Scoggins: Vikings players won't be attending, but are OTAs valuable or not?

Chip Scoggins, Star Tribune
·4 min read

NFL players are skipping in-person offseason workouts. Not every player, but a large percentage have told teams they intend to put the "voluntary" into voluntary workouts. They are not showing up.

Good for them. That was my initial reaction. Good for Vikings players and their brethren on other teams who are saying no thanks to returning to their workplace for a handful of spring workouts conducted in shorts and, by rule, cannot include live contact.

Are those workouts really that essential to a team's ability to win a Super Bowl? Couldn't they get all the preparation needed during training camp, which seems to drag on forever anyway?

Yes, OTAs are important for rookies and young players. Extra reps can be valuable. But veterans? Seems unnecessary.

Players already put their bodies through enough stress and strain, and now the league is adding a 17th game to the schedule starting this season.

A virtual offseason in which Zoom meetings replaced on-field workouts worked just fine last season. The NFL did not implode to ashes. Players still somehow managed to learn plays and schemes and run them effectively during games without OTAs.

There were exciting games and games that were stinkers, but that was no different from any other season. Nothing really changed.

If afforded the support of solidarity, I assumed most players, if not all, would give a hearty thumbs-down to OTAs.

Then I sent out texts Wednesday morning to two dozen former NFL players, asking one question: On a scale of 1 to 10, how important did you feel that in-person, on-the-field offseason workouts were for you to be personally prepared for the season — 1 being unnecessary and 10 being critical.

Fifteen responded. Their answers surprised me.

One player replied "11." Only one gave it a "1."

Here were the others: 8, 9, 9, 8, 10, 7.5, 2, 10, 10, 5, 2.

Two players couched their answers identically: They put the importance at 10 early in their careers, 3 as a veteran.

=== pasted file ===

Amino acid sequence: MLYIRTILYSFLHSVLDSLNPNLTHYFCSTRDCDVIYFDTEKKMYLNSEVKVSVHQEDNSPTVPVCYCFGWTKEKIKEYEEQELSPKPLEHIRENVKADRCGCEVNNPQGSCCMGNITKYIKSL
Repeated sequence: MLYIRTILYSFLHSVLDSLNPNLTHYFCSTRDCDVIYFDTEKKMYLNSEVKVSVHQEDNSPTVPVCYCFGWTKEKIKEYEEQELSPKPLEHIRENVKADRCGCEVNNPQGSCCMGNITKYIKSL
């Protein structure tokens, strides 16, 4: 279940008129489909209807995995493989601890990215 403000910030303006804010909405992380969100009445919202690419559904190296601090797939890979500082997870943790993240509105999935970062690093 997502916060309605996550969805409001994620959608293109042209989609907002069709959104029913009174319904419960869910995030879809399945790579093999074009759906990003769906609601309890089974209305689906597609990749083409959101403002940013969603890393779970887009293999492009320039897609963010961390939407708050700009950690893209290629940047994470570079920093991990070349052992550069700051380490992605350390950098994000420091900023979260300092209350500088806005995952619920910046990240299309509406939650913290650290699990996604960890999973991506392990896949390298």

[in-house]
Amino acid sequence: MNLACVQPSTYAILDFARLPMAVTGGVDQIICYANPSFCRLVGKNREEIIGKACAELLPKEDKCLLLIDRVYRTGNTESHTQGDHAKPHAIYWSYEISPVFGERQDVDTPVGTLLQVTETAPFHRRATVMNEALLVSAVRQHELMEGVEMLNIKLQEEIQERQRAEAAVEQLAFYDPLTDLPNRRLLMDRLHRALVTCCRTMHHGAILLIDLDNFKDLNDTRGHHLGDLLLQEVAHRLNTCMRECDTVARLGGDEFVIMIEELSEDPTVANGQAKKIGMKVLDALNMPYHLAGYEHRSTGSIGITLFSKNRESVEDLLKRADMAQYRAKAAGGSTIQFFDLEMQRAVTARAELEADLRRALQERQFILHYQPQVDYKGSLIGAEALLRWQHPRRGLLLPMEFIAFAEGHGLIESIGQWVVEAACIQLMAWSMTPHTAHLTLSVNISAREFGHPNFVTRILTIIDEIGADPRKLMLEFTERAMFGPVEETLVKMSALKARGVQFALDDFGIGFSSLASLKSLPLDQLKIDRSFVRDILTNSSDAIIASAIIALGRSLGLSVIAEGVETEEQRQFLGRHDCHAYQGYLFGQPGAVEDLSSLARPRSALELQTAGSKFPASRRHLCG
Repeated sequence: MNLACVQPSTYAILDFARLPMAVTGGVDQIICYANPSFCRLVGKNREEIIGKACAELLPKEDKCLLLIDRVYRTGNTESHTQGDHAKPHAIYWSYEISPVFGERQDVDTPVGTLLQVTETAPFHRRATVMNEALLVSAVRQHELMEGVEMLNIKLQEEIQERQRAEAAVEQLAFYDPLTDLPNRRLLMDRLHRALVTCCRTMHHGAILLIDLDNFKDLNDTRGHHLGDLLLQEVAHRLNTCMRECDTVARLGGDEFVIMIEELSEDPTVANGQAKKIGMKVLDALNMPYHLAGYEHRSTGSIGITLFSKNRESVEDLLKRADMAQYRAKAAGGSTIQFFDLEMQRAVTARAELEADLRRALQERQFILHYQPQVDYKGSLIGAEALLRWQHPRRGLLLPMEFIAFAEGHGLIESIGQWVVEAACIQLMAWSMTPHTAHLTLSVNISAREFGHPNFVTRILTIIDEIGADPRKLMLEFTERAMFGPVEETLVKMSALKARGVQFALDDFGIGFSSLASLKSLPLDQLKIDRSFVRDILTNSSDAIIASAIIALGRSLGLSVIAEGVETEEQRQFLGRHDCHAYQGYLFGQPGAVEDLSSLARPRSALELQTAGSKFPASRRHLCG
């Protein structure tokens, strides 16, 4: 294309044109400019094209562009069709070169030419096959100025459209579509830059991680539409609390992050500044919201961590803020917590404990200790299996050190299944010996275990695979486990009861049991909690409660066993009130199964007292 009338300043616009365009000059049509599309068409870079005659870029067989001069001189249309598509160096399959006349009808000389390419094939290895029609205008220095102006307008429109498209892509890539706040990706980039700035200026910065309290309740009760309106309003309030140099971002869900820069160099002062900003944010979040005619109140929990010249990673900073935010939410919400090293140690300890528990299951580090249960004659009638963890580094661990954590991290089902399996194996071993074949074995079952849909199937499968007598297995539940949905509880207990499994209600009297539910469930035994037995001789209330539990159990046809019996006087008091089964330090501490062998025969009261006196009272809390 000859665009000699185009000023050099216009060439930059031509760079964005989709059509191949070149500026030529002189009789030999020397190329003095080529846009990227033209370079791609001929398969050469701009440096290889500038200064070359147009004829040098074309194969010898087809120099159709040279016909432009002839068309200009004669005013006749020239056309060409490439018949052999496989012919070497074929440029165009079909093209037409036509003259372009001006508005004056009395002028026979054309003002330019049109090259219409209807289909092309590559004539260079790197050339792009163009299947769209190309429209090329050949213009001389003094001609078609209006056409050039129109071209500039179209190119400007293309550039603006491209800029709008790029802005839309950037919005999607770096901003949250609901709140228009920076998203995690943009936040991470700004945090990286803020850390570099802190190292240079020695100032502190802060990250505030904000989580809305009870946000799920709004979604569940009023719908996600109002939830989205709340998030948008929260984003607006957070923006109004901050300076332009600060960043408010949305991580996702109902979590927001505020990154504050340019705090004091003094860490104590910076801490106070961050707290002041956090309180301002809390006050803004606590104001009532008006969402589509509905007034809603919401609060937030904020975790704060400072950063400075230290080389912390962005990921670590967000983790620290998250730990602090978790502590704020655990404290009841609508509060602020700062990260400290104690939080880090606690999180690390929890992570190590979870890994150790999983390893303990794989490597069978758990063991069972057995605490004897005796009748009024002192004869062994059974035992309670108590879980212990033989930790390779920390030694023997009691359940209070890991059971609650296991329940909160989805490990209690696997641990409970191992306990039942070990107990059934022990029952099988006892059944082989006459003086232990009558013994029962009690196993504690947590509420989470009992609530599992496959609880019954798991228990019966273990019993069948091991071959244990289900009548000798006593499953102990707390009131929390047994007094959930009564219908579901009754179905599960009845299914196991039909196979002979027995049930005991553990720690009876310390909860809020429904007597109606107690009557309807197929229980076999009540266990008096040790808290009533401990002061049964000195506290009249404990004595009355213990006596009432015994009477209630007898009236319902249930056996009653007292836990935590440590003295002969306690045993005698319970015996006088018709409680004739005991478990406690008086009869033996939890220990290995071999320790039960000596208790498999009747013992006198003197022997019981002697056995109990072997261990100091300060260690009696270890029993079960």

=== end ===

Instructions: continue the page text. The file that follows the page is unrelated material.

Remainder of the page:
One player described the question as "tricky." The actual training could have been accomplished from home, but he found the team bonding component and being able to fine-tune specific details on the field to be vital. That is why he gave it a 5.

The high scores — the 10s and 9s and 8s — were illuminating. I would not have predicted that. I expected most would be on the other end, but their careers also didn't overlap a global pandemic when showing up for OTAs was not an option. They only know what they know.

Current NFLPA President JC Tretter of the Cleveland Browns made the case for permanent virtual offseason last December in a letter posted on the union website.

Tretter wrote: "We are the only major sports league with an offseason program. The most physically demanding sport is the only league that brings their players back for extra practices outside of the season. The argument in favor of these offseason practices is based on the assumption that players need reps during OTAs to develop and learn while teams need the practices to gel. Yet, the lack of OTAs this year demonstrated that those theories aren't substantiated."

Players cite a decrease in injuries during the 2020 season after the pandemic eliminated offseason workouts as supporting evidence for why in-person OTAs are not essential and potentially dangerous to their health.

Coaches crave structure and in-person contact and instruction, but players have data on their side at a time when the league professes to being sensitive to their employees' well-being.

Skipping OTAs is usually frowned upon, at least in perception. If asked why a particular player is not present, coaches quickly note that workouts are strictly voluntary.

Wink, wink.

If 99% of players are showing up, including star players, good luck to the 1% who exercise the voluntary option. The fear of job security that keeps players on edge makes OTAs feel mandatory in nature.

Players feel unified to stay home now, which is their right. I've been skeptical about whether those glorified walk-throughs are all that valuable. The responses I got from former players suggested otherwise. I did not see that coming.

chip.scoggins@startribune.com